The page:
surface layer about 30 inches thick over a gray to brownish yellow sandy
clay loam mottled subsoil. Leefield soils are on level uplands of the
Coastal Plain.

Typical pedon of Leefield loamy sand, near Hitchcock Lake Camp, Liberty
County, Florida, Section 32, Township 4 South, Range 4 West.


All--0 to 9 inches;



A12--9 to 17 inches;




A3--17 to 30 inches;





Blt--30 to 36 inches;




B21t--36 to 44 inches;





B22t--44 to 54 inches;




B23t--54 to 60 inches;


dark gray (10 YR 4/1) loamy fine sand; weak fine
granular structure; loose; many fine and large
roots; strongly acid; clear smooth boundary.

gray (10 YR 5/1) loamy fine sand; few fine faint
yellowish brown (10 YR 5/6) mottles; weak fine
granular structure; loose; many fine and large
roots; strongly acid; gradual smooth boundary.

gray (10 YR 5/1) loamy fine sand; moderate medium
distinct pale brown (10 YR 6/3) and few fine
distinct dark yellowish brown (10 YR 4/6) mottles;
weak fine granular structure; loose; many to few
fine and medium roots; very strongly acid; gradual
wavy boundary.

pale brown (10 YR 6/3) fine sandy loam; moderate
medium distinct brown (10 YR 5/3) and few fine
common yellowish brown (10 YR 5/8) mottles; weak
fine subangular blocky structure, sticky, few
roots; very strongly acid; gradual wavy boundary.

brownish yellow (10 YR 6/6) fine sandy loam; com-
mon medium distinct gray (10 YR 5/1) mottles; weak
fine subangular blocky structure; sticky; 5 per
cent plinthite; very strongly acid; gradual wavy
boundary.

gray (10 YR 6/1) fine sandy loam; fine medium
distinct yellow (10 YR 7/6) mottles; weak fine
subangular blocky structure; sticky; 10 percent
plinthite; very strongly acid; gradual wavy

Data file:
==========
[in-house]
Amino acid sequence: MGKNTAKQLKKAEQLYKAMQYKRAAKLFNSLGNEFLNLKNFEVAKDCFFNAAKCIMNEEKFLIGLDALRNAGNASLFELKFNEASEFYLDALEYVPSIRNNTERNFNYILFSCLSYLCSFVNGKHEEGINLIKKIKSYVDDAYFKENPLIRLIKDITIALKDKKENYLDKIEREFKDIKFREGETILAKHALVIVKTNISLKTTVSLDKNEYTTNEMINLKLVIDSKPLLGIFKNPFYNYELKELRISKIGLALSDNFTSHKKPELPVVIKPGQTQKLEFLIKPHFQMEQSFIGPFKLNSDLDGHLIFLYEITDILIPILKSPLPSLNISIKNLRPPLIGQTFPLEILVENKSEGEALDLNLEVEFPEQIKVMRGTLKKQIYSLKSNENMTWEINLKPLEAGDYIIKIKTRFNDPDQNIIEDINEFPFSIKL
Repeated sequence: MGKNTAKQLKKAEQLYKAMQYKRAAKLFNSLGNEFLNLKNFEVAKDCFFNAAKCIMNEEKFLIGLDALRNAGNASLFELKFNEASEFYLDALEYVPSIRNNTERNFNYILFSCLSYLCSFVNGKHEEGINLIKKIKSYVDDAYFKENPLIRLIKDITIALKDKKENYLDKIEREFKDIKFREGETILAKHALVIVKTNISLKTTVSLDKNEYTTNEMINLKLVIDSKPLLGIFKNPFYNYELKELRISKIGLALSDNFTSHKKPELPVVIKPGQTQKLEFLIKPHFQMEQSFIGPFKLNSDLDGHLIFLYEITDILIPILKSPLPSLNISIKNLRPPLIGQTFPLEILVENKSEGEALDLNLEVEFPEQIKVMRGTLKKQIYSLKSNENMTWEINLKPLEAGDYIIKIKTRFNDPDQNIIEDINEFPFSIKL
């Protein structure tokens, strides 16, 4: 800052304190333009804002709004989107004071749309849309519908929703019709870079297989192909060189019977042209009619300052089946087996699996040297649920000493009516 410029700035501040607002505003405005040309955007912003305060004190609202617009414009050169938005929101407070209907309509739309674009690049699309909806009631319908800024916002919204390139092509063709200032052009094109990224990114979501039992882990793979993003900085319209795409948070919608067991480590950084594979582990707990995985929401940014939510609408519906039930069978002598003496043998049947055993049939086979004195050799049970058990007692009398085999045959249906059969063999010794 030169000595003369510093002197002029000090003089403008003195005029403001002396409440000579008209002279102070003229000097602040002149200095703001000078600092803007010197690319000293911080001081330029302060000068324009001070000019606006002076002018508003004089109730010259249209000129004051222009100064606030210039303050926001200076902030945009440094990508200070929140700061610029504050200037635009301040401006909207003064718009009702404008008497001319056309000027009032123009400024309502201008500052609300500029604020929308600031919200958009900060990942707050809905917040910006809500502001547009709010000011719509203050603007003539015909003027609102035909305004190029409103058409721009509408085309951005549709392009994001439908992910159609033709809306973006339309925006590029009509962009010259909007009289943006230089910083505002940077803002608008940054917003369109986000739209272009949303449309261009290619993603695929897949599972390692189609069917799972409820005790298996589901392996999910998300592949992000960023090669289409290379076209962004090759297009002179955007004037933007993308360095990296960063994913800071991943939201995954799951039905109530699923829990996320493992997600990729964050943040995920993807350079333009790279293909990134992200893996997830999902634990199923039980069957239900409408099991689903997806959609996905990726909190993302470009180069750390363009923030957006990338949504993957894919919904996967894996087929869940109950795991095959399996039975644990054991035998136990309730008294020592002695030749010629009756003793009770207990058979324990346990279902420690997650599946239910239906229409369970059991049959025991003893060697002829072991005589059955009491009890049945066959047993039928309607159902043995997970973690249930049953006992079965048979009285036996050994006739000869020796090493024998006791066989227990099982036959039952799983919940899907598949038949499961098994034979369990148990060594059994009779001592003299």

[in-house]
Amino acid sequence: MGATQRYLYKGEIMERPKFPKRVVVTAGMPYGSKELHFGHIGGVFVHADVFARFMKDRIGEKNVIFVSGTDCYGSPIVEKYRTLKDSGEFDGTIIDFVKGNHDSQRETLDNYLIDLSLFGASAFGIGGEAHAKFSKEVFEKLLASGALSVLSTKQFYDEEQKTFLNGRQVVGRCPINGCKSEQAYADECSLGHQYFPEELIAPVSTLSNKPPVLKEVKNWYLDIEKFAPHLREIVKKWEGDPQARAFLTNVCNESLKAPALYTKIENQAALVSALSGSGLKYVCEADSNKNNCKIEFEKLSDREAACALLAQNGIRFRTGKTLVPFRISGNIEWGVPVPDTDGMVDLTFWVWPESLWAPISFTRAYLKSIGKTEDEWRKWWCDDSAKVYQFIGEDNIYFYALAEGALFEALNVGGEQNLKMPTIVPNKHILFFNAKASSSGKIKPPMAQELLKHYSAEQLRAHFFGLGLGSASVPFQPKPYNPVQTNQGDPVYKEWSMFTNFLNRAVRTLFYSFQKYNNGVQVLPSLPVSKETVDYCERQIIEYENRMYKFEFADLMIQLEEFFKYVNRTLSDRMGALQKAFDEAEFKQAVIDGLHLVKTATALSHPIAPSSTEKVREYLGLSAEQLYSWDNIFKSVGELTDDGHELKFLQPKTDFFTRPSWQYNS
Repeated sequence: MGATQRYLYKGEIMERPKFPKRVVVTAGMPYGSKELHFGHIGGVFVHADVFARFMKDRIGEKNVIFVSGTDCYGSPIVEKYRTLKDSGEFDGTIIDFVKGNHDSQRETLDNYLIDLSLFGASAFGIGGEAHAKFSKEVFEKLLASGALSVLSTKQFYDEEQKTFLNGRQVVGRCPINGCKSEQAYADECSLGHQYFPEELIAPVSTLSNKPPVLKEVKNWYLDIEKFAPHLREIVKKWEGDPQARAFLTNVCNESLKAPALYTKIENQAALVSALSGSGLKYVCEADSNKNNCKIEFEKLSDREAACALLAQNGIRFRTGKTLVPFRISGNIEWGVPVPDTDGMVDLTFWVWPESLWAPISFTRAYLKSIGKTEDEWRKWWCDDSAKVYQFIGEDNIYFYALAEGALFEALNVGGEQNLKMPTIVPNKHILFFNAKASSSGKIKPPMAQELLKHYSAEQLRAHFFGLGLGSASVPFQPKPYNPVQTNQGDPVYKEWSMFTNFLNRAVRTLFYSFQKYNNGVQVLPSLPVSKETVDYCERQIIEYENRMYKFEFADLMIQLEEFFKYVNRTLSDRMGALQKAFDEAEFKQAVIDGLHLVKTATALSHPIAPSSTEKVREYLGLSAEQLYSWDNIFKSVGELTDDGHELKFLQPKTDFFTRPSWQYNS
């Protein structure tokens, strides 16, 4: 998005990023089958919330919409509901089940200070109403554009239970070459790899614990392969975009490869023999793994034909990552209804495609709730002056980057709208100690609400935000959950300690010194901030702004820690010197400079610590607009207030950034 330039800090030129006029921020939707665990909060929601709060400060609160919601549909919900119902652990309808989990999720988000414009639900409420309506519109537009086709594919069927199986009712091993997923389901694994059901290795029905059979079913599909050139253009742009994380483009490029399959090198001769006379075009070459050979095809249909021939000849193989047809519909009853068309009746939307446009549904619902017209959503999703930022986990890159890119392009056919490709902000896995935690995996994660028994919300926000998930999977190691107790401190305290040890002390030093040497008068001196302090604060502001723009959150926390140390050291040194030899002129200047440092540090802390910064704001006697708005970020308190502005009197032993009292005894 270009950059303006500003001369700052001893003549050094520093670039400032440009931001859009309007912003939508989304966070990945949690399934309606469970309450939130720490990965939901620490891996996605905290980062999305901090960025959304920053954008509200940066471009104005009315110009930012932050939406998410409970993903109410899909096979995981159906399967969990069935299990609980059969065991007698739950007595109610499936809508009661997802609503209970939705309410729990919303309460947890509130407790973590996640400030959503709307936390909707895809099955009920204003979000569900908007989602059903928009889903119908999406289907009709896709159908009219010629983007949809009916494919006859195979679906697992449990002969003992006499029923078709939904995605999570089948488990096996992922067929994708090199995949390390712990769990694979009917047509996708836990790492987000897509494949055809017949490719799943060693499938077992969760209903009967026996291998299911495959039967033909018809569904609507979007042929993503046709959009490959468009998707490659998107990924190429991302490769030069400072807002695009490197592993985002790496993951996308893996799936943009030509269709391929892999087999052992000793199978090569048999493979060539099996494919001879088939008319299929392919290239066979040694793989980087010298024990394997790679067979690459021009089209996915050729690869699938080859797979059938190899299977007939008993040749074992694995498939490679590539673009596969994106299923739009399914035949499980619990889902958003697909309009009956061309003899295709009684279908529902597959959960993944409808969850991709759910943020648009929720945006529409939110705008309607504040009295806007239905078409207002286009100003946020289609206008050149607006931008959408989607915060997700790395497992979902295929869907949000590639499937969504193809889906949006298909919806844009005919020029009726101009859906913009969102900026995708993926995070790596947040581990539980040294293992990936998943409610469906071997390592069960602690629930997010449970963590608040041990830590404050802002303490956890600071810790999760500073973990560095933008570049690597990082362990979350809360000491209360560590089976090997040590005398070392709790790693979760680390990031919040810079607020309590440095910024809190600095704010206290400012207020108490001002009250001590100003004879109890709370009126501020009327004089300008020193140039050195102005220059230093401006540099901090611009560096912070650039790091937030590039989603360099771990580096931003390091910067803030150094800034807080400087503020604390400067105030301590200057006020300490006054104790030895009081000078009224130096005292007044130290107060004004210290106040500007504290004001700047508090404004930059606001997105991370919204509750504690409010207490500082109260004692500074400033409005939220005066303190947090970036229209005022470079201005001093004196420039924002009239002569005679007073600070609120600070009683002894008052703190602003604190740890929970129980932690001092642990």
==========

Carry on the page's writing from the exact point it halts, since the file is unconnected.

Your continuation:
boundary.

brownish yellow (10 YR 6/6) fine sandy clay loam;
common medium distinct yellowish brown (10 YR 5/6)
mottles; moderate fine subangular blocky
structure; sticky; 15 percent plinthite; very
strongly acid; gradual wavy boundary.


84







B24t--60 to 66 inches;


pale brown (10 YR 6/3) fine sandy clay loam; reti-
culately mottled dark yellowish brown (10 YR 4/8),
gray (10 YR 6/1) and yellowish red (5 YR 5/8);
moderate fine subangular blocky structure; sticky;
very strongly acid.









LEON SERIES


Classification: Sandy, siliceous, thermic Aeric Haplaquods.

The Leon series consists of poorly drained sandy soils formed in marine
sediments. The water table is at a depth of 10 to 40 inches for more than
nine months and at a depth of less than ten inches for one to four months
during periods of high rainfall. Leon series have a dark gray sandy sur-
face about six inches thick and a black to dark yellowish brown subsoil.
Leon soils occur on broad flatwood areas and, in some places along drainage-
ways.

Typical pedon of Leon sand about two miles southeast of Wilma on Forest
Service Road 13 and 200 yards northwest of Forest Service Road 13, Section
9, Township 4 South, Range 7 West.


A1--0 to 2 inches;





A21--2 to 4 inches;



A22--4 to 14 inches;



B21h--14 to 18 inches;



B22h--18 to 24 inches;




B23h--24 to 32 inches;





A'21--32 to 42 inches;





B'h--60 to 80 inches;